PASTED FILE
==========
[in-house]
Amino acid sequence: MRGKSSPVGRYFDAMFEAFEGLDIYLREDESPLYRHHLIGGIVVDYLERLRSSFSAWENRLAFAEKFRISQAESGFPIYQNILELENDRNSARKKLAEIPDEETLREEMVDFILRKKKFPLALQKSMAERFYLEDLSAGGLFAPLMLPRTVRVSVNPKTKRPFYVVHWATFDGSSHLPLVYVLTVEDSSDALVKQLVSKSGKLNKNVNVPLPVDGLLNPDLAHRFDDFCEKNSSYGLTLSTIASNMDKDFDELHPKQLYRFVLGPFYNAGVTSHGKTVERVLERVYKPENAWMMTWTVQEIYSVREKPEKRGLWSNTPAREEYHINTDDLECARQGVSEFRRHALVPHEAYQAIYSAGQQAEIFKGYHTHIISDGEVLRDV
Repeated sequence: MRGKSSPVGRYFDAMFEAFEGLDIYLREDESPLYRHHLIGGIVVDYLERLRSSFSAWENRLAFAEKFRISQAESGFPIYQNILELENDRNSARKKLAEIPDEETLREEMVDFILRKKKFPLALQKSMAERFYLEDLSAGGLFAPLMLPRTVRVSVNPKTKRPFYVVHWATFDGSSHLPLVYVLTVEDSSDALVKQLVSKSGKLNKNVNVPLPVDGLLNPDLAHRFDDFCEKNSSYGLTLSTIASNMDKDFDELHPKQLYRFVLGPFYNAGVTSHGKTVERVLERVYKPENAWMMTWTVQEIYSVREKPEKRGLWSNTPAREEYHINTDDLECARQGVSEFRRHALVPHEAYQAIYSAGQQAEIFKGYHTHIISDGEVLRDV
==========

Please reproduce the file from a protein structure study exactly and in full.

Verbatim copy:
[in-house]
Amino acid sequence: MRGKSSPVGRYFDAMFEAFEGLDIYLREDESPLYRHHLIGGIVVDYLERLRSSFSAWENRLAFAEKFRISQAESGFPIYQNILELENDRNSARKKLAEIPDEETLREEMVDFILRKKKFPLALQKSMAERFYLEDLSAGGLFAPLMLPRTVRVSVNPKTKRPFYVVHWATFDGSSHLPLVYVLTVEDSSDALVKQLVSKSGKLNKNVNVPLPVDGLLNPDLAHRFDDFCEKNSSYGLTLSTIASNMDKDFDELHPKQLYRFVLGPFYNAGVTSHGKTVERVLERVYKPENAWMMTWTVQEIYSVREKPEKRGLWSNTPAREEYHINTDDLECARQGVSEFRRHALVPHEAYQAIYSAGQQAEIFKGYHTHIISDGEVLRDV
Repeated sequence: MRGKSSPVGRYFDAMFEAFEGLDIYLREDESPLYRHHLIGGIVVDYLERLRSSFSAWENRLAFAEKFRISQAESGFPIYQNILELENDRNSARKKLAEIPDEETLREEMVDFILRKKKFPLALQKSMAERFYLEDLSAGGLFAPLMLPRTVRVSVNPKTKRPFYVVHWATFDGSSHLPLVYVLTVEDSSDALVKQLVSKSGKLNKNVNVPLPVDGLLNPDLAHRFDDFCEKNSSYGLTLSTIASNMDKDFDELHPKQLYRFVLGPFYNAGVTSHGKTVERVLERVYKPENAWMMTWTVQEIYSVREKPEKRGLWSNTPAREEYHINTDDLECARQGVSEFRRHALVPHEAYQAIYSAGQQAEIFKGYHTHIISDGEVLRDV